The executive director of the Piscataquis County Economic Development Council is leaving after leading the organization for two years.
John Shea accepted a position as executive director of the North Central Kansas Regional Planning Commission in Beloit, Kansas, a nonprofit focused on economic development, housing, weatherization, regional planning and other efforts in a 12-county area, he said.
His last day with the Piscataquis County Economic Development Council will be April 12.
Shea led the economic development group through the COVID-19 pandemic while it advocated for municipalities in Piscataquis County and connected businesses to grants and resources. In recent months, Shea spearheaded a broadband expansion effort. The development council hired a consulting firm to conduct a study on broadband and how to address gaps throughout Piscataquis County. It remains unclear whether the county will move forward with broadband plans or whether municipalities may choose to invest on their own.
The organization has already started its search for a new executive director, said Lucas Butler, the development council executive committee’s vice president. Butler is also the facilities director for the Piscataquis County Ice Arena in Dover-Foxcroft.
The development council has put together a job description, which will soon be posted online. A hiring committee including council officers and several others will oversee the search for a new executive director, Butler said.
Ideally, the position would be filled in the next month, but the hiring committee will remain flexible to find the best person for the job, he said.
“I have no doubts given the current job market that it may be difficult,” he said. “Then again, we offer something unique that may attract a very good candidate. We’re very hopeful.”
It was an honor to serve Piscataquis County and work with the PCEDC’s executive committee, town managers and county commissioners, Shea said.
“There is so much potential in Piscataquis County, and to me the key factor is bringing all perspectives to the table to help resolve our most pressing issues — workforce, housing [and] broadband.”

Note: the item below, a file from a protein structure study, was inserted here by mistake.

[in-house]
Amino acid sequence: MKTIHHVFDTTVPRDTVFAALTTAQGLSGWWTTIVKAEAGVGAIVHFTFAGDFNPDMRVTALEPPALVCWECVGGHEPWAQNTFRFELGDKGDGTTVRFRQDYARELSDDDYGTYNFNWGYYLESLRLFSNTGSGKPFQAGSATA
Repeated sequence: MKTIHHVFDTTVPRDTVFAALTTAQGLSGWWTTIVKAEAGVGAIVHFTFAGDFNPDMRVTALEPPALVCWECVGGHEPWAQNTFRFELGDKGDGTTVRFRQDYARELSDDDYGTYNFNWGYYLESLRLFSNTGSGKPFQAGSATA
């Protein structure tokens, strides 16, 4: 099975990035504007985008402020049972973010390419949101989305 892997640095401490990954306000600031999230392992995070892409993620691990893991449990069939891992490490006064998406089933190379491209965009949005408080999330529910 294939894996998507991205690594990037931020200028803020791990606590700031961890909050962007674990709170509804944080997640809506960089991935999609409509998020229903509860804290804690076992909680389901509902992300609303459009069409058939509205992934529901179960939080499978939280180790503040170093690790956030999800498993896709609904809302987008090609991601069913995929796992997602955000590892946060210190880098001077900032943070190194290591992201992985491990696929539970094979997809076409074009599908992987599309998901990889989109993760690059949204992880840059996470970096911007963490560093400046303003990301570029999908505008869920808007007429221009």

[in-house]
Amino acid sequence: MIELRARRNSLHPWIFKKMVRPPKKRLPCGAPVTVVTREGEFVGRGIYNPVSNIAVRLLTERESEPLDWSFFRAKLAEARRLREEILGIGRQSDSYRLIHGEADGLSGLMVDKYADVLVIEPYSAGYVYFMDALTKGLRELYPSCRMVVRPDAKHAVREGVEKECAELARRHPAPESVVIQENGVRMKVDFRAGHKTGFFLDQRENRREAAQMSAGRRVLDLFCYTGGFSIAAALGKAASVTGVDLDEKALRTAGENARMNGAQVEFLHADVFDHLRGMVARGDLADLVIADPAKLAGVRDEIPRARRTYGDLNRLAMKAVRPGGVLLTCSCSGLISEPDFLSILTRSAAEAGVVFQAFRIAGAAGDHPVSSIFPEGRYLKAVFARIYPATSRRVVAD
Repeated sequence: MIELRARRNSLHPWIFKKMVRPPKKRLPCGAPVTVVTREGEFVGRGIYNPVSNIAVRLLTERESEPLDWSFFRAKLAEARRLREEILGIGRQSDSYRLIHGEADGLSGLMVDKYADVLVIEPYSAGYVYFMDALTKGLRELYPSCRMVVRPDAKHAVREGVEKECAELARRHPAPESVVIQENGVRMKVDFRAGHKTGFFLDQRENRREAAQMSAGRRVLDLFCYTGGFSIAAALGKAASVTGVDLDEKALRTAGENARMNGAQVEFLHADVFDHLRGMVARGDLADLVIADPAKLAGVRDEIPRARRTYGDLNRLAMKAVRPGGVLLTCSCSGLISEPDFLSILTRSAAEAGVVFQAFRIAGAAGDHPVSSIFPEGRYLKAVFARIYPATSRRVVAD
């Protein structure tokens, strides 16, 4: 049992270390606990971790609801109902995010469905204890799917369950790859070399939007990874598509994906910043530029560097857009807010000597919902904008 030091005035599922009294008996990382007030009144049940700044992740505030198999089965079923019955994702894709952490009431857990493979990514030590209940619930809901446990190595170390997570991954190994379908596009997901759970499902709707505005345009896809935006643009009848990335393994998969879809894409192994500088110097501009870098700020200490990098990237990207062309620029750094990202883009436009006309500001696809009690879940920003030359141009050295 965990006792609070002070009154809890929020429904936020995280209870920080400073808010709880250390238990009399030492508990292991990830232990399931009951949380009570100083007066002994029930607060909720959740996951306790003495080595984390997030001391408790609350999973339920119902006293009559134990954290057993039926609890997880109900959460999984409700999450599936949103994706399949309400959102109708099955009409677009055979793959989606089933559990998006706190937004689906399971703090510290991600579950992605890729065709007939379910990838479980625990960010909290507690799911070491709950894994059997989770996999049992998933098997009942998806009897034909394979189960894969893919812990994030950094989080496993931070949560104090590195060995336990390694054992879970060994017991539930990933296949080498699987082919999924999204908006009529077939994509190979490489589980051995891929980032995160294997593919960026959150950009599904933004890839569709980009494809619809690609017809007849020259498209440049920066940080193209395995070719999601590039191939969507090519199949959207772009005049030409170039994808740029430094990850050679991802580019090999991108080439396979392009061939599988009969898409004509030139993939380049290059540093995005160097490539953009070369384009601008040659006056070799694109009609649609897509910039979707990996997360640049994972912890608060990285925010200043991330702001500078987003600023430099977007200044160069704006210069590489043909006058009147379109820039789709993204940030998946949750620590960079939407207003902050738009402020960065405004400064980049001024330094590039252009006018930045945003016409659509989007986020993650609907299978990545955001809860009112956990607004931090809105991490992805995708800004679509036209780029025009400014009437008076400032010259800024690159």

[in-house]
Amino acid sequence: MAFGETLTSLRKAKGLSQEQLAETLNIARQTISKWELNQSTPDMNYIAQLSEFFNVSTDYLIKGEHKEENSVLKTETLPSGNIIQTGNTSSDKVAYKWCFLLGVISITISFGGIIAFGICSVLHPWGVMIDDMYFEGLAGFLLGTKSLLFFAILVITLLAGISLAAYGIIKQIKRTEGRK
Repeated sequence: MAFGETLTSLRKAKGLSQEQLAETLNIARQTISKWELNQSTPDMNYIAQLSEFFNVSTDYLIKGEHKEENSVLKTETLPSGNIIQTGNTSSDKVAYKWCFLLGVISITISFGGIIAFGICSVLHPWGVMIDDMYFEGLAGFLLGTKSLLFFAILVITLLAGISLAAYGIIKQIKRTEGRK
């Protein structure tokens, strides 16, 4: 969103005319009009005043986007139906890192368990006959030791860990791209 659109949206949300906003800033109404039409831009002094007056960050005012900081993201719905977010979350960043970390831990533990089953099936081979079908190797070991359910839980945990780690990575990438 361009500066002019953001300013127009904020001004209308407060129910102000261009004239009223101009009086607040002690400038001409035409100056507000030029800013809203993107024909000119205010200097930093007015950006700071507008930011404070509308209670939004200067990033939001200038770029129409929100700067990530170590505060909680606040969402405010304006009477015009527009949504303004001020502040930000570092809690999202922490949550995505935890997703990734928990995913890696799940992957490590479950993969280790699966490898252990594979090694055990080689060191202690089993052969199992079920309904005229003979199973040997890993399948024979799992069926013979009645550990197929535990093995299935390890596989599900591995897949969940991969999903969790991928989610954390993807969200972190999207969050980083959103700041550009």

Shea has enjoyed engaging Piscataquis County Commissioners and town managers on initiatives such as broadband and the upcoming economic development strategy because when he arrived, there appeared to be “some balkanization between the communities and the communities and the county,” he said.
Shea would like to see the next leader continue to grow the economic development strategy, he said. The effort, which is just beginning after a number of delays, is critical in focusing the development council and other stakeholders in the county around a shared vision of prosperity and growth, he said.
He called the process an exercise in community building and partnership. It will “open new opportunities to work together to make Piscataquis County a place to which families want to move and where young people find the opportunities that allow them to stay or return,” he said.
The economic development council has completed the groundwork for broadband expansion, Butler said. Figuring out a plan of action comes next, and the county cannot lose momentum on such an important issue, he said.
The organization will continue its efforts to connect municipalities with grants from the Environmental Protection Agency’s Brownfields Program, Department of Housing and Urban Development and other resources, Butler said.
The Piscataquis County Economic Development Council has its quarterly meeting on March 28.